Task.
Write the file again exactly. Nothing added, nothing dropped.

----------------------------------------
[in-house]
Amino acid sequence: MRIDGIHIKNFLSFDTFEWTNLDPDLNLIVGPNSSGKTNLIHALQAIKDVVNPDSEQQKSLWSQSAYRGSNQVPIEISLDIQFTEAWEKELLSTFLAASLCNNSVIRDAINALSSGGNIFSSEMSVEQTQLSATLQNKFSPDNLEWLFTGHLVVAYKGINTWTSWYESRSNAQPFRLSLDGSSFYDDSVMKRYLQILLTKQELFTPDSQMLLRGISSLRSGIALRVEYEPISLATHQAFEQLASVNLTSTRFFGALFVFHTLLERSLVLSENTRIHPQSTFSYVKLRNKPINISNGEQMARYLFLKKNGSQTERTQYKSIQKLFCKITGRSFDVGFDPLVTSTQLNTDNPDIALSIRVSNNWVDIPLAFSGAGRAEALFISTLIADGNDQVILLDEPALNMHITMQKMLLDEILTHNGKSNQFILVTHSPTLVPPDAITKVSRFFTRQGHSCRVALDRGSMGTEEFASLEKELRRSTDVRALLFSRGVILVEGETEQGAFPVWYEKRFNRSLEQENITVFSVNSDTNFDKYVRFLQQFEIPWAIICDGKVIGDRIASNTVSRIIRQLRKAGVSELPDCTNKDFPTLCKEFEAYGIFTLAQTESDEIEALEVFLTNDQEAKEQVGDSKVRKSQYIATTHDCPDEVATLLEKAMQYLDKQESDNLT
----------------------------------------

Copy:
[in-house]
Amino acid sequence: MRIDGIHIKNFLSFDTFEWTNLDPDLNLIVGPNSSGKTNLIHALQAIKDVVNPDSEQQKSLWSQSAYRGSNQVPIEISLDIQFTEAWEKELLSTFLAASLCNNSVIRDAINALSSGGNIFSSEMSVEQTQLSATLQNKFSPDNLEWLFTGHLVVAYKGINTWTSWYESRSNAQPFRLSLDGSSFYDDSVMKRYLQILLTKQELFTPDSQMLLRGISSLRSGIALRVEYEPISLATHQAFEQLASVNLTSTRFFGALFVFHTLLERSLVLSENTRIHPQSTFSYVKLRNKPINISNGEQMARYLFLKKNGSQTERTQYKSIQKLFCKITGRSFDVGFDPLVTSTQLNTDNPDIALSIRVSNNWVDIPLAFSGAGRAEALFISTLIADGNDQVILLDEPALNMHITMQKMLLDEILTHNGKSNQFILVTHSPTLVPPDAITKVSRFFTRQGHSCRVALDRGSMGTEEFASLEKELRRSTDVRALLFSRGVILVEGETEQGAFPVWYEKRFNRSLEQENITVFSVNSDTNFDKYVRFLQQFEIPWAIICDGKVIGDRIASNTVSRIIRQLRKAGVSELPDCTNKDFPTLCKEFEAYGIFTLAQTESDEIEALEVFLTNDQEAKEQVGDSKVRKSQYIATTHDCPDEVATLLEKAMQYLDKQESDNLT